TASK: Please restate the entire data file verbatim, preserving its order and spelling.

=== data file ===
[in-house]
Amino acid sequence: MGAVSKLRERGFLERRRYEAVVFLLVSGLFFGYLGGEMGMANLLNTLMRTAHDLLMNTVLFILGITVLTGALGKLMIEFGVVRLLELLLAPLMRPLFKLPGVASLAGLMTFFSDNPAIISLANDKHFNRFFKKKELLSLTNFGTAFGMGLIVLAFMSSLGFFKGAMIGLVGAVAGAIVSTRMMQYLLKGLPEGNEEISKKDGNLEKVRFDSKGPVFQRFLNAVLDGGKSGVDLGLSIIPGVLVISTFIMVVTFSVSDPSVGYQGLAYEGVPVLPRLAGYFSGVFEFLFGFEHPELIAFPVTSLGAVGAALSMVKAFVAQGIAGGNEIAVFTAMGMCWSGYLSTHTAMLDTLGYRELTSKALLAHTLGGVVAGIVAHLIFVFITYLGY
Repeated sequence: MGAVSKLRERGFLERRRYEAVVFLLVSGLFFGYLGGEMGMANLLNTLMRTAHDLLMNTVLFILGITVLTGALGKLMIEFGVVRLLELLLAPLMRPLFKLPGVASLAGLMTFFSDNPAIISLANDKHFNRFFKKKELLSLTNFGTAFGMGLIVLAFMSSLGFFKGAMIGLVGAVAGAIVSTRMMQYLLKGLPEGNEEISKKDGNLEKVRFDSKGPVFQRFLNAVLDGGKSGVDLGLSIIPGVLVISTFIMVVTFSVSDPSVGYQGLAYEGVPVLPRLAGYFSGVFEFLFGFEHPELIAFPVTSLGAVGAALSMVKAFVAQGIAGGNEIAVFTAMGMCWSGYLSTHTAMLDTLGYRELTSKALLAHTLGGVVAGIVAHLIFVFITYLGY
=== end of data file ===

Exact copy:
[in-house]
Amino acid sequence: MGAVSKLRERGFLERRRYEAVVFLLVSGLFFGYLGGEMGMANLLNTLMRTAHDLLMNTVLFILGITVLTGALGKLMIEFGVVRLLELLLAPLMRPLFKLPGVASLAGLMTFFSDNPAIISLANDKHFNRFFKKKELLSLTNFGTAFGMGLIVLAFMSSLGFFKGAMIGLVGAVAGAIVSTRMMQYLLKGLPEGNEEISKKDGNLEKVRFDSKGPVFQRFLNAVLDGGKSGVDLGLSIIPGVLVISTFIMVVTFSVSDPSVGYQGLAYEGVPVLPRLAGYFSGVFEFLFGFEHPELIAFPVTSLGAVGAALSMVKAFVAQGIAGGNEIAVFTAMGMCWSGYLSTHTAMLDTLGYRELTSKALLAHTLGGVVAGIVAHLIFVFITYLGY
Repeated sequence: MGAVSKLRERGFLERRRYEAVVFLLVSGLFFGYLGGEMGMANLLNTLMRTAHDLLMNTVLFILGITVLTGALGKLMIEFGVVRLLELLLAPLMRPLFKLPGVASLAGLMTFFSDNPAIISLANDKHFNRFFKKKELLSLTNFGTAFGMGLIVLAFMSSLGFFKGAMIGLVGAVAGAIVSTRMMQYLLKGLPEGNEEISKKDGNLEKVRFDSKGPVFQRFLNAVLDGGKSGVDLGLSIIPGVLVISTFIMVVTFSVSDPSVGYQGLAYEGVPVLPRLAGYFSGVFEFLFGFEHPELIAFPVTSLGAVGAALSMVKAFVAQGIAGGNEIAVFTAMGMCWSGYLSTHTAMLDTLGYRELTSKALLAHTLGGVVAGIVAHLIFVFITYLGY